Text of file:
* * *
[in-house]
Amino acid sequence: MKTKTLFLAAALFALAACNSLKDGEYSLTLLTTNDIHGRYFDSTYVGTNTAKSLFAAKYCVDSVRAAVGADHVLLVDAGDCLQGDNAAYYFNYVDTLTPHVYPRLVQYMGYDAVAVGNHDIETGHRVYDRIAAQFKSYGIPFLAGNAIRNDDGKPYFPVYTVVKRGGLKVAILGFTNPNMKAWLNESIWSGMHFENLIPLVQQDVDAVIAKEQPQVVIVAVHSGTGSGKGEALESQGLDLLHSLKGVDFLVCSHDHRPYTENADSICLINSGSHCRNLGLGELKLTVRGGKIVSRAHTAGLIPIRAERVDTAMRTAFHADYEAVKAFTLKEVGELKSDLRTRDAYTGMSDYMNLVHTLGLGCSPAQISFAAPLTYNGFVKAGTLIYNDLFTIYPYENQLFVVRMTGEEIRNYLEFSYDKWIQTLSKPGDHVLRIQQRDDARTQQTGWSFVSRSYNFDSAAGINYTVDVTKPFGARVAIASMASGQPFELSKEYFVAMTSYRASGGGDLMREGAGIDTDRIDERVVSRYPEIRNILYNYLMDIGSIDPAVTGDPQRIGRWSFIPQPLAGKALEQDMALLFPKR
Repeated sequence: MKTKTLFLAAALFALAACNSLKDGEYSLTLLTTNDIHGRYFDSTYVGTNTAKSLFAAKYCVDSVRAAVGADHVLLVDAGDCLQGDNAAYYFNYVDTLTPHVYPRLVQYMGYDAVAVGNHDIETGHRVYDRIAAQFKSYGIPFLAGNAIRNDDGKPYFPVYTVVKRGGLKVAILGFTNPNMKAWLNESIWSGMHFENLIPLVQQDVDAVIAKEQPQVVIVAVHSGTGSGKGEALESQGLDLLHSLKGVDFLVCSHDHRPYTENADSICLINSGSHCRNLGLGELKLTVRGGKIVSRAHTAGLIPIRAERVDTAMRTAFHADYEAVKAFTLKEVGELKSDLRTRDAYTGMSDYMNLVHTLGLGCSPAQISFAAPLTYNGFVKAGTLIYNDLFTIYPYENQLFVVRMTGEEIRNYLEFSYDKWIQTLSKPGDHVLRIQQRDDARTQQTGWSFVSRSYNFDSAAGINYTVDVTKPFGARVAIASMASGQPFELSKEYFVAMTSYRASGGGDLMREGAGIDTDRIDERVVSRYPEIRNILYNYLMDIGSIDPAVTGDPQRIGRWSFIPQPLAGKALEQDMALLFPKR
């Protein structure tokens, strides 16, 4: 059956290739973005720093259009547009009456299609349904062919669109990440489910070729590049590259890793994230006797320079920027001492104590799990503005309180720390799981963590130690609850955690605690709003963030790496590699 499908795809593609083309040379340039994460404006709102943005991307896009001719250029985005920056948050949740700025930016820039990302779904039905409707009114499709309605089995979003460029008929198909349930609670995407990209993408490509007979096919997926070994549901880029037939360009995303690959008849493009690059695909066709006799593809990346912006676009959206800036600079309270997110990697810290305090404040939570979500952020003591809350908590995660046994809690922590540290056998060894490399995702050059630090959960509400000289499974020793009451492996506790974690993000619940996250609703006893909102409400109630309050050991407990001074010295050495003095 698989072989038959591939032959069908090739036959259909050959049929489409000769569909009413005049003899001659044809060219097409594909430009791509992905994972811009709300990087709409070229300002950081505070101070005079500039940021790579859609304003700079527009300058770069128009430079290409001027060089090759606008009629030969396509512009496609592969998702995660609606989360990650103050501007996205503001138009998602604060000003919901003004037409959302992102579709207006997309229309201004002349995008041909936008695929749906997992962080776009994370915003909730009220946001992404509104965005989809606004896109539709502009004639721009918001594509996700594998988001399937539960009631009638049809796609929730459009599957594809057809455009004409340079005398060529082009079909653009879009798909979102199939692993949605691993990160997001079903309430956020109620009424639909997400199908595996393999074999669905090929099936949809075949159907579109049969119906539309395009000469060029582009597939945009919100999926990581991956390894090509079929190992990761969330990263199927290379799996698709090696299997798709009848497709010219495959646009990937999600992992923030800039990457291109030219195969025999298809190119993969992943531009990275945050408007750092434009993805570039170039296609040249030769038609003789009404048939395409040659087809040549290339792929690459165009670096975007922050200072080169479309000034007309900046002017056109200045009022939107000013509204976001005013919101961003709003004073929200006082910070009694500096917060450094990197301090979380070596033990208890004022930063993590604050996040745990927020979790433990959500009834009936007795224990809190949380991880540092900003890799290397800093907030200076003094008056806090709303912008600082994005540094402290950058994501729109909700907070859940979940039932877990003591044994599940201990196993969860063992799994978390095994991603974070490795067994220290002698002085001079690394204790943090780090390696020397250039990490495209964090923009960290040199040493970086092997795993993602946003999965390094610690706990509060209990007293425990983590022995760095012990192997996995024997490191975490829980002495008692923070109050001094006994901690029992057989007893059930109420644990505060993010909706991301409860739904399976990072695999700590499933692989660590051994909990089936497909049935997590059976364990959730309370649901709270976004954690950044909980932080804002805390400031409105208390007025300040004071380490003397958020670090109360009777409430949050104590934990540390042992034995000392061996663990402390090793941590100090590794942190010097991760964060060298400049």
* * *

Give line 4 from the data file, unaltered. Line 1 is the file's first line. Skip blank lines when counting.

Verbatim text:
């Protein structure tokens, strides 16, 4: 059956290739973005720093259009547009009456299609349904062919669109990440489910070729590049590259890793994230006797320079920027001492104590799990503005309180720390799981963590130690609850955690605690709003963030790496590699 499908795809593609083309040379340039994460404006709102943005991307896009001719250029985005920056948050949740700025930016820039990302779904039905409707009114499709309605089995979003460029008929198909349930609670995407990209993408490509007979096919997926070994549901880029037939360009995303690959008849493009690059695909066709006799593809990346912006676009959206800036600079309270997110990697810290305090404040939570979500952020003591809350908590995660046994809690922590540290056998060894490399995702050059630090959960509400000289499974020793009451492996506790974690993000619940996250609703006893909102409400109630309050050991407990001074010295050495003095 698989072989038959591939032959069908090739036959259909050959049929489409000769569909009413005049003899001659044809060219097409594909430009791509992905994972811009709300990087709409070229300002950081505070101070005079500039940021790579859609304003700079527009300058770069128009430079290409001027060089090759606008009629030969396509512009496609592969998702995660609606989360990650103050501007996205503001138009998602604060000003919901003004037409959302992102579709207006997309229309201004002349995008041909936008695929749906997992962080776009994370915003909730009220946001992404509104965005989809606004896109539709502009004639721009918001594509996700594998988001399937539960009631009638049809796609929730459009599957594809057809455009004409340079005398060529082009079909653009879009798909979102199939692993949605691993990160997001079903309430956020109620009424639909997400199908595996393999074999669905090929099936949809075949159907579109049969119906539309395009000469060029582009597939945009919100999926990581991956390894090509079929190992990761969330990263199927290379799996698709090696299997798709009848497709010219495959646009990937999600992992923030800039990457291109030219195969025999298809190119993969992943531009990275945050408007750092434009993805570039170039296609040249030769038609003789009404048939395409040659087809040549290339792929690459165009670096975007922050200072080169479309000034007309900046002017056109200045009022939107000013509204976001005013919101961003709003004073929200006082910070009694500096917060450094990197301090979380070596033990208890004022930063993590604050996040745990927020979790433990959500009834009936007795224990809190949380991880540092900003890799290397800093907030200076003094008056806090709303912008600082994005540094402290950058994501729109909700907070859940979940039932877990003591044994599940201990196993969860063992799994978390095994991603974070490795067994220290002698002085001079690394204790943090780090390696020397250039990490495209964090923009960290040199040493970086092997795993993602946003999965390094610690706990509060209990007293425990983590022995760095012990192997996995024997490191975490829980002495008692923070109050001094006994901690029992057989007893059930109420644990505060993010909706991301409860739904399976990072695999700590499933692989660590051994909990089936497909049935997590059976364990959730309370649901709270976004954690950044909980932080804002805390400031409105208390007025300040004071380490003397958020670090109360009777409430949050104590934990540390042992034995000392061996663990402390090793941590100090590794942190010097991760964060060298400049």